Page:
Poems of Childhood/The Bell-flower Tree



WHEN Brother Bill and I were boys,
How often in the summer we
Would seek the shade your branches made,
O fair and gracious bell-flower tree!
Amid the clover bloom we sat
And looked upon the Holyoke range,
While Fido lay a space away,
Thinking our silence very strange.

The woodchuck in the pasture-lot,
Beside his furtive hole elate,
Heard, off beyond the pickerel pond,
The redwing-blackbird chide her mate.
The bumblebee went bustling round,
Pursuing labors never done—
With drone and sting, the greedy thing
Begrudged the sweets we lay upon!

Our eyes looked always at the hills—
The Holyoke hills that seemed to stand
Between us boys and pictured joys
Of conquest in a further land!
Ah, how we coveted the time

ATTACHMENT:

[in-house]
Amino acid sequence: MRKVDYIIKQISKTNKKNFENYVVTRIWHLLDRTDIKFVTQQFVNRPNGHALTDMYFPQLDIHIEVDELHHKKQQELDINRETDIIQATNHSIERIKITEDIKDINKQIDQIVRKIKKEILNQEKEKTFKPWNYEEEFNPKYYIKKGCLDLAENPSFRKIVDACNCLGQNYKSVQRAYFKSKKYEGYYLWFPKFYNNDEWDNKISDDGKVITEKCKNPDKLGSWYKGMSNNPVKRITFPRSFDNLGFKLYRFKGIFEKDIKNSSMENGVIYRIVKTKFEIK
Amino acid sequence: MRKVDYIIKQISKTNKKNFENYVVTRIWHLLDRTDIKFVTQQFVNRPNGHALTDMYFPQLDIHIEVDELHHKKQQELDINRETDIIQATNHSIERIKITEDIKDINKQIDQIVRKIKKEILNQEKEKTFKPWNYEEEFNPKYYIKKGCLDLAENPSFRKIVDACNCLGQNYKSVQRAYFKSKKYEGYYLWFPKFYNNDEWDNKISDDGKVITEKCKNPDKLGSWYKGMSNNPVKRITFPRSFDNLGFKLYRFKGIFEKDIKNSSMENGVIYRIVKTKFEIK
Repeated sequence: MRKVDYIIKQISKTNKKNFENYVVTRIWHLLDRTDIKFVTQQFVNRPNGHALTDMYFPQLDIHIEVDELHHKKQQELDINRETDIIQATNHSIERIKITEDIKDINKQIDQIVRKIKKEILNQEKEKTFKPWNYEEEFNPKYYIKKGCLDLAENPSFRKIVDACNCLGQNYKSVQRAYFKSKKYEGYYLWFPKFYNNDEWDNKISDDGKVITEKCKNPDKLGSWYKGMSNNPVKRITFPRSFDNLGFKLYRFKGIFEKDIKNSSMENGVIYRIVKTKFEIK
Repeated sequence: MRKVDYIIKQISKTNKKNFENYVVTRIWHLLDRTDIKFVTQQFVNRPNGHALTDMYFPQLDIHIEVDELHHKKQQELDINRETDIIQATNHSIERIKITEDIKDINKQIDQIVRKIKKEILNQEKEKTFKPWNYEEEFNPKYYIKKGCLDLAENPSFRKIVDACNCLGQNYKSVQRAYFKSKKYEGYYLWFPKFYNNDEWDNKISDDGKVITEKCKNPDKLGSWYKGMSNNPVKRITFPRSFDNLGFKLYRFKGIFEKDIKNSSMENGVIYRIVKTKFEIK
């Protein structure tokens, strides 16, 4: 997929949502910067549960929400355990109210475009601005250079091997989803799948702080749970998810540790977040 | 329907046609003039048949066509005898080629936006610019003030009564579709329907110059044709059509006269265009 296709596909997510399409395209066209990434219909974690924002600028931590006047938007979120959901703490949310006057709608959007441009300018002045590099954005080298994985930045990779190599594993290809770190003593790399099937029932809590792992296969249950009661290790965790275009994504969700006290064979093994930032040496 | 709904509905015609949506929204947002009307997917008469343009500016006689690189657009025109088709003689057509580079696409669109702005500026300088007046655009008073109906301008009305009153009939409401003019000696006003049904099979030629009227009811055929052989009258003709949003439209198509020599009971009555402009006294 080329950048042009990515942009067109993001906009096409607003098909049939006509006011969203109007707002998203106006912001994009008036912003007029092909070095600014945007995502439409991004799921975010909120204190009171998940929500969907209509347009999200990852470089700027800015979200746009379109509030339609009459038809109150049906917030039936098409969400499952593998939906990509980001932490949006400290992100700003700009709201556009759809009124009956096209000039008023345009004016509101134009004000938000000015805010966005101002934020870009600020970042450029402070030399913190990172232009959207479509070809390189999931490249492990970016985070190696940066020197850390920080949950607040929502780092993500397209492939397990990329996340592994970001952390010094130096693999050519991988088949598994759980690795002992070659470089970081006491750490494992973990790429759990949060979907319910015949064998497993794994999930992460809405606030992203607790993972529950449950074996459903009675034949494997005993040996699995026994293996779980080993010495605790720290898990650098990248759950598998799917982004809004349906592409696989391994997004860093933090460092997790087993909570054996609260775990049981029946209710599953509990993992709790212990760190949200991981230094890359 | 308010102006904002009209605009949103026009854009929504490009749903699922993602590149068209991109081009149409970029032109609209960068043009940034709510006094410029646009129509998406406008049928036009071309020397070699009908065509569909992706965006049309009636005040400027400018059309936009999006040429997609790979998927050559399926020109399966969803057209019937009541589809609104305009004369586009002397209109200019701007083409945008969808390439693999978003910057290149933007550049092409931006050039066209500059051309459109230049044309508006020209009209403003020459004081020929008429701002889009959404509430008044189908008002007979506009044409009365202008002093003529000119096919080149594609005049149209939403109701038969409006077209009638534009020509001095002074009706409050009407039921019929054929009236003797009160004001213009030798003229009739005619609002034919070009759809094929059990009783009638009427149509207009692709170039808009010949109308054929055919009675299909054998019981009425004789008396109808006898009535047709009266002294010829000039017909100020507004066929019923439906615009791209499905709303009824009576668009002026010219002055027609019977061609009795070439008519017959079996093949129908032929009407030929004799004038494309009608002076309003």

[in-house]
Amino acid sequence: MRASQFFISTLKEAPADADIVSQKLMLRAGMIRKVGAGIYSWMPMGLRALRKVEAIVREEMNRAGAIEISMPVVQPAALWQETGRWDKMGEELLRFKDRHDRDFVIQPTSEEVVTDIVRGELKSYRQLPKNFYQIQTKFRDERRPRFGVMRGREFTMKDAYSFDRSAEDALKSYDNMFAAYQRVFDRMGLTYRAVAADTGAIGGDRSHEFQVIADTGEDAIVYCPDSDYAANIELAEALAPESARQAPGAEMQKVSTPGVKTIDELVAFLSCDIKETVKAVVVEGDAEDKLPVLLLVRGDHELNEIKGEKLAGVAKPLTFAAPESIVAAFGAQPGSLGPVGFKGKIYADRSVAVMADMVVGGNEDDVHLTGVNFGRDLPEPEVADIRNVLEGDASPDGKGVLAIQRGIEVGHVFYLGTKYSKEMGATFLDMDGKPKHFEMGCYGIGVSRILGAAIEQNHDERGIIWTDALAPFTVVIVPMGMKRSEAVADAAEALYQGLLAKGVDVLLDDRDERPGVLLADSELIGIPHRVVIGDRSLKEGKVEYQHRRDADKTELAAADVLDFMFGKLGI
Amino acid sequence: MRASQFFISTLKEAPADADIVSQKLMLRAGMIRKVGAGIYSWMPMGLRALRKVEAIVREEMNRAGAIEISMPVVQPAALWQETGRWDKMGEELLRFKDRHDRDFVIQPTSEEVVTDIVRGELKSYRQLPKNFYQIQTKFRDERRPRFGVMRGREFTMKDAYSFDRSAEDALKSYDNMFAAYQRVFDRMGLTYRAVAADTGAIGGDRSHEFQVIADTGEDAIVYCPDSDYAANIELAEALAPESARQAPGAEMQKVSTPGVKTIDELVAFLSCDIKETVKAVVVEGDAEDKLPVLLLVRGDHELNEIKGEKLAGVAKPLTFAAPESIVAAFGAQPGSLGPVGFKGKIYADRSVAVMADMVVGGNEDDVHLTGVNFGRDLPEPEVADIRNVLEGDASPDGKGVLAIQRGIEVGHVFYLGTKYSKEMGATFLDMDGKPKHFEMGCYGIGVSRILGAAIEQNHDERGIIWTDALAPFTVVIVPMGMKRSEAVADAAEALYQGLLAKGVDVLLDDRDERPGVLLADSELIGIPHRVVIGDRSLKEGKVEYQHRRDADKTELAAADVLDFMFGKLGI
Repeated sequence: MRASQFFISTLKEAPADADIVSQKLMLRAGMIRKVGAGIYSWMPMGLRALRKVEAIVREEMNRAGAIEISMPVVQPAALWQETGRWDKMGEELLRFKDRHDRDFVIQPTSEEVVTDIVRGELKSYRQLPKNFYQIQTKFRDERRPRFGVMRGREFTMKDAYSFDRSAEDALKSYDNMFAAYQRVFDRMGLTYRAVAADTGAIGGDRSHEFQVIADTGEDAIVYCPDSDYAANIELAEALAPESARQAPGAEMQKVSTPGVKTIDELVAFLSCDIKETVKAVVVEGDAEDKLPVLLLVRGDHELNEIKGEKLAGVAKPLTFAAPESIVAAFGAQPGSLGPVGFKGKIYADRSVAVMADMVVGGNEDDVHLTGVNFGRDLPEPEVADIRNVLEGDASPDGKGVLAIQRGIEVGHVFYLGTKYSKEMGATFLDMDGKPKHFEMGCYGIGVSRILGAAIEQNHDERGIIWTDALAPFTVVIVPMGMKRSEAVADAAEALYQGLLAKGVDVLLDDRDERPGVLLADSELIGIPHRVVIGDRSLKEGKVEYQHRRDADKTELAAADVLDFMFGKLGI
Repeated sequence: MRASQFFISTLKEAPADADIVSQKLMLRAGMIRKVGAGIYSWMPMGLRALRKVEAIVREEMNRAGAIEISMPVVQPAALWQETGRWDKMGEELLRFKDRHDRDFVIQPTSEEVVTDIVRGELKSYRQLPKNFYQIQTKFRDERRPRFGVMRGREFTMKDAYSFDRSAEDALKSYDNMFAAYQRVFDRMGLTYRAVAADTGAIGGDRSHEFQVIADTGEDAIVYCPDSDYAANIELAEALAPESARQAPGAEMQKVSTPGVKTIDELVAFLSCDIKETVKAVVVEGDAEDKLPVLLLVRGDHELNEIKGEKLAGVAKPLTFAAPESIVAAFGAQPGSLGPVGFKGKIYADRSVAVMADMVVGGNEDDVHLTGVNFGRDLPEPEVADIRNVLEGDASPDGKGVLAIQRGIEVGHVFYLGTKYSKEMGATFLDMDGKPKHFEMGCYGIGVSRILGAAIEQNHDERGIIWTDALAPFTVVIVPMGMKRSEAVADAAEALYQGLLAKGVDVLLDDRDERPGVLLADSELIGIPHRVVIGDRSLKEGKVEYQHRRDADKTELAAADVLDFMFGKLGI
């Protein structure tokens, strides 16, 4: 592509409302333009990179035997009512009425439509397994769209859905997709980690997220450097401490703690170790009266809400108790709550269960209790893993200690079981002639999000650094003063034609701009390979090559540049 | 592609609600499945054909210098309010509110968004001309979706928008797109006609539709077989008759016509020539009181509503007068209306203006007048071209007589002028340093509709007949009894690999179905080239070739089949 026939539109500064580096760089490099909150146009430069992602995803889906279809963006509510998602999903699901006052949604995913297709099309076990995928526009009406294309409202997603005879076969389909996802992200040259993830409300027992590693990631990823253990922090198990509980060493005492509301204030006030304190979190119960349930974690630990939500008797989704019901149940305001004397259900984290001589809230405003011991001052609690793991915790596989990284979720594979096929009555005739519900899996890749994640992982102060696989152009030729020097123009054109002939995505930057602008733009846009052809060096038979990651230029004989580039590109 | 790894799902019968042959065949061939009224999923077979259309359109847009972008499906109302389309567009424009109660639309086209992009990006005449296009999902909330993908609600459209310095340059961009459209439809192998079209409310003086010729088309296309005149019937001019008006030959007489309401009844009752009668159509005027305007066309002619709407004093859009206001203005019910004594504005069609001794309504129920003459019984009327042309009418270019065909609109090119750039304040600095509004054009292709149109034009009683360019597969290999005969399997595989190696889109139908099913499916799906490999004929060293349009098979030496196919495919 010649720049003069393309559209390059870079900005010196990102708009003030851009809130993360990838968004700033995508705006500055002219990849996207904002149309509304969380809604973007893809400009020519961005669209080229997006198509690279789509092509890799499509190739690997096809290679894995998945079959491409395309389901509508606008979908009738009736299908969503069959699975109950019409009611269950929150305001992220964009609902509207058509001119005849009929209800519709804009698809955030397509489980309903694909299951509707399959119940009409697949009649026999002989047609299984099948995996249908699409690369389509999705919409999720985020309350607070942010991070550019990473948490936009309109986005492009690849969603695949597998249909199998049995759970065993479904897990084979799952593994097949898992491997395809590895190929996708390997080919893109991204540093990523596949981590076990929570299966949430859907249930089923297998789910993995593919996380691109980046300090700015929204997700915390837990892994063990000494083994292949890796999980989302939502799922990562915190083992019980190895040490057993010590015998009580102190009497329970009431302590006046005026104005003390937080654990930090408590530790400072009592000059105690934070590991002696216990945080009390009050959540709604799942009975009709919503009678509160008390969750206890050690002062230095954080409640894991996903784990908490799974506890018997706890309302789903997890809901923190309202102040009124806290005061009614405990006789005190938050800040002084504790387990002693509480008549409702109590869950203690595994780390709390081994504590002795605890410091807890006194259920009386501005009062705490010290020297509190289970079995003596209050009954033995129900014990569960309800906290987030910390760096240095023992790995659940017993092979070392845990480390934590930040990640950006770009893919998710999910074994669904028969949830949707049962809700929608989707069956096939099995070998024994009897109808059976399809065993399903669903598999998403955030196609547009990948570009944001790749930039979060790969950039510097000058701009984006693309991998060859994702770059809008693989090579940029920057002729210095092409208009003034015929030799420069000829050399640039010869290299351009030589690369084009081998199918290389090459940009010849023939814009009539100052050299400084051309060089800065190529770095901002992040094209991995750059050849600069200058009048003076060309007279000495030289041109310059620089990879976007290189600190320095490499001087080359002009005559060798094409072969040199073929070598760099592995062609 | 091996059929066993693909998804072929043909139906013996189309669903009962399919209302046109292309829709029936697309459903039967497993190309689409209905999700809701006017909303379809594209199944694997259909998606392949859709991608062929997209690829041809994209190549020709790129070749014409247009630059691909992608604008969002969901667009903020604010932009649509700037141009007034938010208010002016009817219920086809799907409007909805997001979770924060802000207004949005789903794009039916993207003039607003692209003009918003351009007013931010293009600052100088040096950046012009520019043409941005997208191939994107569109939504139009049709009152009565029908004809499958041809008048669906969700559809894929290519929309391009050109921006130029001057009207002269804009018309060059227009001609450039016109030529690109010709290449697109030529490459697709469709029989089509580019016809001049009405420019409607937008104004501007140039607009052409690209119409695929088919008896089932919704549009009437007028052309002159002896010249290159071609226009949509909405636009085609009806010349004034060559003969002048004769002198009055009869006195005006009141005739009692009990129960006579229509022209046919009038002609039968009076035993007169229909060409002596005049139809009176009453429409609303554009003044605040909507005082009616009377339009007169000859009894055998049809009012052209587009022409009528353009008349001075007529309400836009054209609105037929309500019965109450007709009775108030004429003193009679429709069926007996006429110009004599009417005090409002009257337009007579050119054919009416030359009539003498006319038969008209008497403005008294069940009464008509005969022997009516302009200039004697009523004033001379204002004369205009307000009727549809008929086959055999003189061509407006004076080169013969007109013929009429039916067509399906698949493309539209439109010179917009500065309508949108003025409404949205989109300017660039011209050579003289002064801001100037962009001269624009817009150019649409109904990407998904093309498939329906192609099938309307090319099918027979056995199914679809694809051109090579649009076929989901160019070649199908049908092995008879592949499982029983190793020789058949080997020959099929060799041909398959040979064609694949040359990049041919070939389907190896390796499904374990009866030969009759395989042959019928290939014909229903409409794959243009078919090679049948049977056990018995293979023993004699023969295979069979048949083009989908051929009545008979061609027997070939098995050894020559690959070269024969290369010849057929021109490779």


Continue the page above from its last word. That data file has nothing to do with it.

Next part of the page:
When we should leave this prosy place
And work our wills beyond those hills,
And meet creation face to face!

You must have heard our childish talk—
Perhaps our prattle gave you pain;
For then, old friend, you seemed to bend
Your kindly arms about us twain.
It might have been the wind that sighed,
And yet I thought I heard you say:
"Seek not the ills beyond those hills—
Oh, stay with me, my children, stay!"

See, I've come back; the boy you knew
Is wiser, older, sadder grown;
I come once more, just as of yore—
I come, but see! I come alone!
The memory of a brother's love,
Of blighted hopes, I bring with me,
And here I lay my heart to-day—
A weary heart, O bell-flower tree!

So let me nestle in your shade
As though I were a boy again,
And pray extend your arms, old friend,
And love me as you used to then.
Sing softly as you used to sing,
And maybe I shall seem to be
A little boy and feel the joy
Of thy repose, O bell-flower tree!